When Steve moved to Burlington, Vermont in 1994, The Howard Center became his official service provider—a relationship which continued until his death in 2015. In addition to helping Steve form important connections to his new community, this progressive and innovative agency also worked with us to establish what would become the two cornerstones of Steve’s vibrant life in Burlington: ownership of his own condo, his “forever home,” and inclusion in the mainstream workforce.

Steve’s move to Burlington was just one of many he’d endured since leaving our family home in Hanover, New Hampshire, at age twenty-two. Over the years he’d lived in five different locations with five different care-givers. I longed to provide stability for my son.

Steve buying his house

In February 2002, Steve’s case manager at The Howard Center alerted me to an exciting possibility for Steve. The Burlington Housing Authority (BHA) operated a program which issued home ownership vouchers and mortgage assistance to low income residents. While Steve easily met the BHA’s income eligibility guidelines, he also had to attend a full day home ownership workshop before becoming pre-approved for a mortgage.

            On the day of the workshop the program director welcomed the fifty or so participants and then asked each individual to stand, introduce themselves and state why they wanted to become a homeowner. Steve shifted in his seat. I could tell he was getting ready. Another chance to be in the spotlight.
            “I Steve Cohen,” he announced when his turn came. “I want house. I no like moving. I stay in my house forever.”
            My face glowed with pride as the audience applauded…With his simple heartfelt statement Steve gave a face to a new kind of homeowner.

Three months later I joined Steve around a crowded conference table at the BHA as he signed multiple documents making him the proud owner of a three-bedroom condo in Burlington’s Old North End neighborhood. No more rented apartments, No more living in someone else’s home. At his open house in June he proudly showed “my house” to his many guests. From that point on whenever a care-giver moved on Steve would say: “I teeny bit sad (insert name) leave, but I stay here forever, right?” And he did.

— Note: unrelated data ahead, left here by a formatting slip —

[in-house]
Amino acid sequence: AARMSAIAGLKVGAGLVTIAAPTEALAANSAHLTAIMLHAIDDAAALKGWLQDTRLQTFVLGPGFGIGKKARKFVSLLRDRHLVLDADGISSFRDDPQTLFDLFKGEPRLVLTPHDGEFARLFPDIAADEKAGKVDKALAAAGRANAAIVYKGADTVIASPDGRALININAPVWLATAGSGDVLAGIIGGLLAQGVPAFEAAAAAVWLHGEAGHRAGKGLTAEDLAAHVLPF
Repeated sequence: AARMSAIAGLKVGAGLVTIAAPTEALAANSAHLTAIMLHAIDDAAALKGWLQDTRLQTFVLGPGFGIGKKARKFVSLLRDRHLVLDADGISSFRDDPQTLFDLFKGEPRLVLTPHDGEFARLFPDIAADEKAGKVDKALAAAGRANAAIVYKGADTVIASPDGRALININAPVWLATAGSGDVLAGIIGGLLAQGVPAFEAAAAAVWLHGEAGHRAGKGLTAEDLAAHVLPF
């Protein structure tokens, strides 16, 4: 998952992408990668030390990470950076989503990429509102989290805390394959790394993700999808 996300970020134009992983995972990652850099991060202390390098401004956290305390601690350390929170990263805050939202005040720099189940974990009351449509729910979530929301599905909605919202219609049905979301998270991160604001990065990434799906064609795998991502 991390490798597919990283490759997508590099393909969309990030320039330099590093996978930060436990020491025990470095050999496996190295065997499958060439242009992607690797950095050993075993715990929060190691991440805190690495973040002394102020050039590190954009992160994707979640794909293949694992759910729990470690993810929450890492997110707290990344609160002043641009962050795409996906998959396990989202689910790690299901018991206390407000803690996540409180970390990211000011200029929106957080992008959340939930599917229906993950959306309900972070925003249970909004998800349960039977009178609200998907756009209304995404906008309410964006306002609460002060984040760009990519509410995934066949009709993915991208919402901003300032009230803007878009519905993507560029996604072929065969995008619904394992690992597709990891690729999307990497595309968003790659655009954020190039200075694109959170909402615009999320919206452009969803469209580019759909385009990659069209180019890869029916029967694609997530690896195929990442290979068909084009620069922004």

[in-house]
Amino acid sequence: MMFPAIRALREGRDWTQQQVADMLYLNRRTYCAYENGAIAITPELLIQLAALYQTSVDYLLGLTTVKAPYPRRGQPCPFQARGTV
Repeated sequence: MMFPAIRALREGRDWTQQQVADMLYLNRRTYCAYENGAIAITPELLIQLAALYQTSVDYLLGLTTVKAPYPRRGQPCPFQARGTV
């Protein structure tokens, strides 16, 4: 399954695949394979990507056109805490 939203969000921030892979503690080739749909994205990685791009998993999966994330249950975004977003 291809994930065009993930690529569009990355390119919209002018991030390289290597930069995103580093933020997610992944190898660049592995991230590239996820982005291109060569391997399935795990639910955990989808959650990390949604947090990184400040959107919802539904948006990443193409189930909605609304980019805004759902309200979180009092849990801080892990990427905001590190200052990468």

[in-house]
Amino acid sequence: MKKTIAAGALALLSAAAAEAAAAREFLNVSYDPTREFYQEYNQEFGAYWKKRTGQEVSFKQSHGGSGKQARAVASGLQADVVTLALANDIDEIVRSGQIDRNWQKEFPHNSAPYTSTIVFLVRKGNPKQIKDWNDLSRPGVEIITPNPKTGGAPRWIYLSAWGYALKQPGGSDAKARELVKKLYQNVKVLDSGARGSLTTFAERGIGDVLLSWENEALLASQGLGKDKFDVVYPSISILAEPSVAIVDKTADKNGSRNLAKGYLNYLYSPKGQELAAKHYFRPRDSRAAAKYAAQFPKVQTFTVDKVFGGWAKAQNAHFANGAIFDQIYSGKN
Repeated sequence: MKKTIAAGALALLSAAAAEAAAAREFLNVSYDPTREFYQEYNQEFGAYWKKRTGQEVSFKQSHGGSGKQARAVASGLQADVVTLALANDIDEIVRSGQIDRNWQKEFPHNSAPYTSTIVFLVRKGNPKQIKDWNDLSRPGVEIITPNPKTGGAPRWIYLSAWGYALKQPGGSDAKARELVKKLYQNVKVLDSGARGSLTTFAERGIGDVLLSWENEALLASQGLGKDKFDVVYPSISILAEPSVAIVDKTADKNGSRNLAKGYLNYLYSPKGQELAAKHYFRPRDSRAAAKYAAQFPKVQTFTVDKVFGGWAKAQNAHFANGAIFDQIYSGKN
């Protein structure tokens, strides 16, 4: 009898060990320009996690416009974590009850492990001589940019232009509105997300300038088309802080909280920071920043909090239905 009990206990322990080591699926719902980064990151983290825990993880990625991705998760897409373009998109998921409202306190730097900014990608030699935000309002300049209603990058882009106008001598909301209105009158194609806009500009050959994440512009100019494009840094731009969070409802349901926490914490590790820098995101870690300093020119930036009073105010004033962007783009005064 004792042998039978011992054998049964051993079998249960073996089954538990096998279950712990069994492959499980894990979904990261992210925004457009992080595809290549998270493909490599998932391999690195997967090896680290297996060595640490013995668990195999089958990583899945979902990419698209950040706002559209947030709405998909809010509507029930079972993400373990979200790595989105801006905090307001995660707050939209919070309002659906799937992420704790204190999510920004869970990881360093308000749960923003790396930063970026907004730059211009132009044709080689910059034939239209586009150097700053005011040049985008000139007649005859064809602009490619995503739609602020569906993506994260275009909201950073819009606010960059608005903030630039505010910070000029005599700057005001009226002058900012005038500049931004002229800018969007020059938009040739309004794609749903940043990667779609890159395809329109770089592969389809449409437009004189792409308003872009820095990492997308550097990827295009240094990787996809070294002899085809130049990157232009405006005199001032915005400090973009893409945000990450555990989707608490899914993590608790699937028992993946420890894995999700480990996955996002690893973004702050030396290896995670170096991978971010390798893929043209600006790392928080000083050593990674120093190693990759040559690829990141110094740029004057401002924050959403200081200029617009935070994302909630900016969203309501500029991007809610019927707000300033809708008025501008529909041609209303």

Steve’s inclusion in the mainstream workforce actually began long before he moved to Burlington. In August of 1987, a month before he turned twenty-one and still living with me in Hanover, Steve was invited to become part of a work enclave lead by a job coach from the local agency which supported people with developmental disabilities. The enclave was situated at the Hanover Food Coop. After several months of on-the-job training Steve “graduated” from the work crew and was hired directly by the store—a milestone in that he became the first person with developmental disabilities to be employed by the Coop. This gained him a front page story in the local newspaper, The Valley News, which included the photo you see here.

Steve’s move to Burlington proved fortuitous with regard to his work life. Vermont was an early leader in shifting from sheltered workshops, where people with disabilities work only with others like them, to mainstream employment. In the 1980s, a grant was awarded to the University of Vermont for the purpose of building programs for integrated employment in partnership with state disability agencies. Eventually no public dollars were used for anything other than integrated employment—not even work enclaves. Therefore when Steve became a client of The Howard Center, their employment developer began the search for a position similar to the one he’d held at the Coop. When the Healthy Living Market in South Burlington expressed an interest in Steve, the developer submitted his resume and arranged for an interview. Steve was hired. 

           In 2004, Steve had a stroke and after several days in the local hospital was released to a nearby rehabilitation center. One afternoon the market’s founder and owner Katy, walked into the day room where Steve and I sat working on a jigsaw puzzle. I watched as Steve ran to Katy and wrapped his arms around her.
           “Katy! I miss you!”
           My eyes filled along with Katy’s. “I miss you too, Steve. Everybody misses you. You need to get better fast.”
           “I will. You have welcome back party for me?”
           Katy’s eyes crinkled in a smile. “You better believe it.” Then she handed Steve a card filled with staff signatures. Steve barely had time to look at it before his favorite nurse came to take him for a physical therapy session.
           Katy walked over to me and we exchanged hugs. “Thanks so much for coming, Katy. Seeing you means everything to Steve.”
           Katy’s hands grabbed onto my shoulders and her brown eyes held mine. “Linda, I just want you to know, when Steve is ready, we want him back.” She paused before continuing. “Regardless of his capacity we will make whatever adjustments necessary. I can’t imagine Healthy Living without Steve.”

Steve was so fortunate to be supported by The Howard Center during the the many years he lived in Burlington. Our family will be forever grateful to the committed individuals whose dedication to Steve helped him attain his goals and live his fullest life. Stay tuned for how sales of HEART OF THIS FAMILY will enhance the work of this amazing organization, especially during these current challenging times.

“This is a memoir across the span of a lifetime that speaks with the honesty, informality, and sometimes raw emotion of a voice…about how families and family members come together and sometimes apart…This is not about lost opportunities and sacrifice. It is about the transformative spirit that energizes those we love and that love us. It is one family’s story about a mother’s love and a son who lived an amazing life.”

Bob Bick, CEO The Howard Center, Burlington, VT

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